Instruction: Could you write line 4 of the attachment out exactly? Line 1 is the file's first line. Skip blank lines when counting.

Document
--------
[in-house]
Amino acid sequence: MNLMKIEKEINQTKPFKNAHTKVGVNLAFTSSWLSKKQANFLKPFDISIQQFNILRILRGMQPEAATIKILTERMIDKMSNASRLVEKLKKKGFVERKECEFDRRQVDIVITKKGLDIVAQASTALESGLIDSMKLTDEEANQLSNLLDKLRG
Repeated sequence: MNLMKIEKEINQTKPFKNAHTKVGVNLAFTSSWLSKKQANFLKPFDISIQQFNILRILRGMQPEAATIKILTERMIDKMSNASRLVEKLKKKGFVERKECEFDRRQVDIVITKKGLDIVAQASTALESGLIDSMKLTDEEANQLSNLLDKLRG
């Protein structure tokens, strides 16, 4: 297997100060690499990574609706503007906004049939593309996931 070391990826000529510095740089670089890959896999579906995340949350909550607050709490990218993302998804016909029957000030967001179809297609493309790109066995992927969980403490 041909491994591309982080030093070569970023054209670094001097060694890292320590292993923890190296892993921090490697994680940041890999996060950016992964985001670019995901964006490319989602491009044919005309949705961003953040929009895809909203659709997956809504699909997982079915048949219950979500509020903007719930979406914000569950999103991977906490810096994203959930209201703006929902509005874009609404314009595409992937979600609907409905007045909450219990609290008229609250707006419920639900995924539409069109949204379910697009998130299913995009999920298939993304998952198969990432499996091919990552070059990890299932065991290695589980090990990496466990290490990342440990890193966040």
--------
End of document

């Protein structure tokens, strides 16, 4: 297997100060690499990574609706503007906004049939593309996931 070391990826000529510095740089670089890959896999579906995340949350909550607050709490990218993302998804016909029957000030967001179809297609493309790109066995992927969980403490 041909491994591309982080030093070569970023054209670094001097060694890292320590292993923890190296892993921090490697994680940041890999996060950016992964985001670019995901964006490319989602491009044919005309949705961003953040929009895809909203659709997956809504699909997982079915048949219950979500509020903007719930979406914000569950999103991977906490810096994203959930209201703006929902509005874009609404314009595409992937979600609907409905007045909450219990609290008229609250707006419920639900995924539409069109949204379910697009998130299913995009999920298939993304998952198969990432499996091919990552070059990890299932065991290695589980090990990496466990290490990342440990890193966040």